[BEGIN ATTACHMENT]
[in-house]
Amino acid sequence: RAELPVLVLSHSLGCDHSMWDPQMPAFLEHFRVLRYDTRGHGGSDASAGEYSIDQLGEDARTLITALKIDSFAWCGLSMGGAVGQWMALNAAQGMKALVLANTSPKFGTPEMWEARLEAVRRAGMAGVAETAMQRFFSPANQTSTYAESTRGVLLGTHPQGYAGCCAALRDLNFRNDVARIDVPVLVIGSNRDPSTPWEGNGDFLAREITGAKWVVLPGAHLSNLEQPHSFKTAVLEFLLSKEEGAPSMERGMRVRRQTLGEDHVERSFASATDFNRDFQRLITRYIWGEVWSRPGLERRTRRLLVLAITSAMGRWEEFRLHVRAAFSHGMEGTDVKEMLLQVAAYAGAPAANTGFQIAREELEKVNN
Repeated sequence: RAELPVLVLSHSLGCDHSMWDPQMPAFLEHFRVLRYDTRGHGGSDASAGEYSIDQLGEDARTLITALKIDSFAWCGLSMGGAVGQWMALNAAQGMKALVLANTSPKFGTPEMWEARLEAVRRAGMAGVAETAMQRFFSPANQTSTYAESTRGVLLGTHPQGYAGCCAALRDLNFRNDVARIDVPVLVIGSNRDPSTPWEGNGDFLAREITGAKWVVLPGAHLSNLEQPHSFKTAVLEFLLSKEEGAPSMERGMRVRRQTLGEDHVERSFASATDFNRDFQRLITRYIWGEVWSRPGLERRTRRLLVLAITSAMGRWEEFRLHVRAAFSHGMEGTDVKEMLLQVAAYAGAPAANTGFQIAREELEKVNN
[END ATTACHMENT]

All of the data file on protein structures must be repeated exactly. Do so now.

[in-house]
Amino acid sequence: RAELPVLVLSHSLGCDHSMWDPQMPAFLEHFRVLRYDTRGHGGSDASAGEYSIDQLGEDARTLITALKIDSFAWCGLSMGGAVGQWMALNAAQGMKALVLANTSPKFGTPEMWEARLEAVRRAGMAGVAETAMQRFFSPANQTSTYAESTRGVLLGTHPQGYAGCCAALRDLNFRNDVARIDVPVLVIGSNRDPSTPWEGNGDFLAREITGAKWVVLPGAHLSNLEQPHSFKTAVLEFLLSKEEGAPSMERGMRVRRQTLGEDHVERSFASATDFNRDFQRLITRYIWGEVWSRPGLERRTRRLLVLAITSAMGRWEEFRLHVRAAFSHGMEGTDVKEMLLQVAAYAGAPAANTGFQIAREELEKVNN
Repeated sequence: RAELPVLVLSHSLGCDHSMWDPQMPAFLEHFRVLRYDTRGHGGSDASAGEYSIDQLGEDARTLITALKIDSFAWCGLSMGGAVGQWMALNAAQGMKALVLANTSPKFGTPEMWEARLEAVRRAGMAGVAETAMQRFFSPANQTSTYAESTRGVLLGTHPQGYAGCCAALRDLNFRNDVARIDVPVLVIGSNRDPSTPWEGNGDFLAREITGAKWVVLPGAHLSNLEQPHSFKTAVLEFLLSKEEGAPSMERGMRVRRQTLGEDHVERSFASATDFNRDFQRLITRYIWGEVWSRPGLERRTRRLLVLAITSAMGRWEEFRLHVRAAFSHGMEGTDVKEMLLQVAAYAGAPAANTGFQIAREELEKVNN